This Commons Library briefing paper provides information about looking for a missing person, dealing with their property and affairs while they are missing, and applying for a declaration of presumed death

This briefing paper deals with the law in England and Wales, unless otherwise stated.

When a person goes missing, depending on the circumstances, someone else may need to look for that person; deal with their property and financial affairs while they are missing; and/or apply for a declaration of presumed death.

Looking for a missing person

A missing person may be reported to the police. In addition, a number of organisations offer assistance in searching for a missing person.

Guardianship

A person going missing may give rise to a range of difficult financial consequences, as well as emotional and personal problems.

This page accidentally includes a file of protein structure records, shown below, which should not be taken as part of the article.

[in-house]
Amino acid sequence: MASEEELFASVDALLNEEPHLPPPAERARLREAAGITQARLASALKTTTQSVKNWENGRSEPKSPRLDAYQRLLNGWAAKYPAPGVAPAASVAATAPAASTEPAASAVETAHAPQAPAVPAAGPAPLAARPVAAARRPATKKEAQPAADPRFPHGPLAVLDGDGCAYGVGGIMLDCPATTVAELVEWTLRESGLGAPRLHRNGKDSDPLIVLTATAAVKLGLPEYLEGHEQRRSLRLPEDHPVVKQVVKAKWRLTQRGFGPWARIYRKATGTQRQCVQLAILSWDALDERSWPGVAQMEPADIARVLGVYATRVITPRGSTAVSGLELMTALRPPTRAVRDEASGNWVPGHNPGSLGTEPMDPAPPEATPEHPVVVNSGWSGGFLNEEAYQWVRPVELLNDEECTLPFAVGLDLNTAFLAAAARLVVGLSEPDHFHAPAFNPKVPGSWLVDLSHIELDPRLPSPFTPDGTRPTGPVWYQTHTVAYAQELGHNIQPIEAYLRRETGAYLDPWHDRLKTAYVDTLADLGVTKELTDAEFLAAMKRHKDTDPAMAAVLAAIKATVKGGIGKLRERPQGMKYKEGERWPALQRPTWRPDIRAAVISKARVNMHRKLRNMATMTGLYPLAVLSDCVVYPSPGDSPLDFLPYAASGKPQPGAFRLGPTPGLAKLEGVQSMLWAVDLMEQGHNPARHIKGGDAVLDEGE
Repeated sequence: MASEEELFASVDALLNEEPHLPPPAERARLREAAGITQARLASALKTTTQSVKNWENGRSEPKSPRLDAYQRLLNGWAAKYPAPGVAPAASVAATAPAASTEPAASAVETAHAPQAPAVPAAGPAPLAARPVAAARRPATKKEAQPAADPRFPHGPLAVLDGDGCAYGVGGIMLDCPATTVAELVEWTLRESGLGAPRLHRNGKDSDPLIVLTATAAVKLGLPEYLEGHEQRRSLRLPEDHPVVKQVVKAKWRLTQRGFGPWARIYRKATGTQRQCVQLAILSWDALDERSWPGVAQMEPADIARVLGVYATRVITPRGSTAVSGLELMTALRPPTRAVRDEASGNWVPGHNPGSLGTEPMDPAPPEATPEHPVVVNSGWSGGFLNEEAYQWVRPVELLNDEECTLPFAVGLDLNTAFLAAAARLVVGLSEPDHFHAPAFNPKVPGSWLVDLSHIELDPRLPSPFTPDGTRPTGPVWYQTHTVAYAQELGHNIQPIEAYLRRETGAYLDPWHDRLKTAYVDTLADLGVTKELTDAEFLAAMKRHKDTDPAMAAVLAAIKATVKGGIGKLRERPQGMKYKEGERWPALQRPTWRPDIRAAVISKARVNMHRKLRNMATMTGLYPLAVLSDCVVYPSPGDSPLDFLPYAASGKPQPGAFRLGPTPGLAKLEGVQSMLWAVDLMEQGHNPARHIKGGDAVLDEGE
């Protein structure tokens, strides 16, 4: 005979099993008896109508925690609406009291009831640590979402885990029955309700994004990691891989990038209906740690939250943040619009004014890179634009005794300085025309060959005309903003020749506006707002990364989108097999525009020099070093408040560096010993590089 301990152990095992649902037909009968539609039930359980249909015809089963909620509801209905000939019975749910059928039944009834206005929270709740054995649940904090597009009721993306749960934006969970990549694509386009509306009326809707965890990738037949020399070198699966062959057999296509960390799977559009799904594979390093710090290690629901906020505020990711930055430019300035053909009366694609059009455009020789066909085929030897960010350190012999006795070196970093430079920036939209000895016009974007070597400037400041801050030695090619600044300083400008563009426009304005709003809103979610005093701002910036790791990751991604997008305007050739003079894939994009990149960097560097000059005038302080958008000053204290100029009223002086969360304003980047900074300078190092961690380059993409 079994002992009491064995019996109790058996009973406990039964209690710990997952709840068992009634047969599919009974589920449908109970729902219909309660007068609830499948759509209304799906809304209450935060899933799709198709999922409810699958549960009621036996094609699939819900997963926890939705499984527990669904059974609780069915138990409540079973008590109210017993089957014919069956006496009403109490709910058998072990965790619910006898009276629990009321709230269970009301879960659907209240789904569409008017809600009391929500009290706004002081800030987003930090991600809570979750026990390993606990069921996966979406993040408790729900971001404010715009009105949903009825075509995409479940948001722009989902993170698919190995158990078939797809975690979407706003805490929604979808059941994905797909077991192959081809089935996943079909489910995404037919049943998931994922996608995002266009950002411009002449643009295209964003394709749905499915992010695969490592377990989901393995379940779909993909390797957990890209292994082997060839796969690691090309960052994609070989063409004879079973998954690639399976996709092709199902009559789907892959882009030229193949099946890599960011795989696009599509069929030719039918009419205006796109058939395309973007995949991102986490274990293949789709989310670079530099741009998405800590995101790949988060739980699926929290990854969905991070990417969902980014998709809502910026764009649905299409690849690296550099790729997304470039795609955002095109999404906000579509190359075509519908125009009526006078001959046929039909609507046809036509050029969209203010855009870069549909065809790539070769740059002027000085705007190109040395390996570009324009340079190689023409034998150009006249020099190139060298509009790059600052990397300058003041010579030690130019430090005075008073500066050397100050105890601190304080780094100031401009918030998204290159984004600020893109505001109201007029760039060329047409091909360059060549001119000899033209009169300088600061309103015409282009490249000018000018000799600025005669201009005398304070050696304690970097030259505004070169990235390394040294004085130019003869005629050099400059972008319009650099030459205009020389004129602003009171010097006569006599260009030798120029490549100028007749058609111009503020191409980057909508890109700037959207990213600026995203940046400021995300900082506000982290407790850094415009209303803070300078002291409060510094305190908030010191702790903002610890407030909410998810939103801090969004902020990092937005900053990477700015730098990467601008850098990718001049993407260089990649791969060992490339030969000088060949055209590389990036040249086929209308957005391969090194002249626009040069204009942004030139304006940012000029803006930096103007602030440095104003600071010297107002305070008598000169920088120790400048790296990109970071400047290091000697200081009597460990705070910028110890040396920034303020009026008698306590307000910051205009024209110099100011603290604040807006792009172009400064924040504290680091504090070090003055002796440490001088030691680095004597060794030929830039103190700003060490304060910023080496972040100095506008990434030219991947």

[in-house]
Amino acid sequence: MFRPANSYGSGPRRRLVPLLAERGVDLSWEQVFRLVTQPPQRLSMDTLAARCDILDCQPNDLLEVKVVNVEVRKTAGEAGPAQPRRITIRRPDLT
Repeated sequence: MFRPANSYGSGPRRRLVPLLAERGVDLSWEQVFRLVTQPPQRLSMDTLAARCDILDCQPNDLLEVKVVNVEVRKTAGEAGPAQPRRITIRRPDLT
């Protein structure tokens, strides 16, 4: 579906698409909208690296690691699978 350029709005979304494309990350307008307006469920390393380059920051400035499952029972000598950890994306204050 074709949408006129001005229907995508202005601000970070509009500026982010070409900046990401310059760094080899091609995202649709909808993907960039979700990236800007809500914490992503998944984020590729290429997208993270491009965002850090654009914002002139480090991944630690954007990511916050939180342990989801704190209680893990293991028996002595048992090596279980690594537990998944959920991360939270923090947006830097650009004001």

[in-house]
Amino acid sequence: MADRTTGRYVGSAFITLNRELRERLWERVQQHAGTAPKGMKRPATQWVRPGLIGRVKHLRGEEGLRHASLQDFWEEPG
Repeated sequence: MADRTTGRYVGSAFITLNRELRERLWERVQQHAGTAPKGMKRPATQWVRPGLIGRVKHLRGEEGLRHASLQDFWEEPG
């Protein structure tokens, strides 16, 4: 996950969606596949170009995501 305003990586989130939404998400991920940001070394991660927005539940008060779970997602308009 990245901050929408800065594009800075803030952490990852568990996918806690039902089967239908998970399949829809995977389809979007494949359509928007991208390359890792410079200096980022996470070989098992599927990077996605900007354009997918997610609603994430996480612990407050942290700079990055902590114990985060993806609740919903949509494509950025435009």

The Guardianship (Missing Persons) Act 2017 came fully into force on 31 July 2019. It creates a new legal status of guardian of the affairs of a missing person, enabling someone to act in the best interests of a person who has been missing (generally) for 90 days or more. Applications for guardianship must be made to the High Court and, once appointed, guardians are supervised by the Office of the Public Guardian (OPG).

This Act has been referred to as “Claudia’s law” – referring to Claudia Lawrence who is missing.

Presumption of death

The Presumption of Death Act 2013 came fully into force on 1 October 2014.

This Act enables an application to be made to the High Court for a declaration that a missing person, who is thought to have died or who has not been known to be alive for at least seven years, is presumed dead. Once it can no longer be the subject of an appeal, a declaration is conclusive as to the presumed death and effective for all purposes and against all persons. The missing person’s property passes to others and his or her marriage or civil partnership is ended.

Both Scotland and Northern Ireland have separate legislation governing the presumption of death.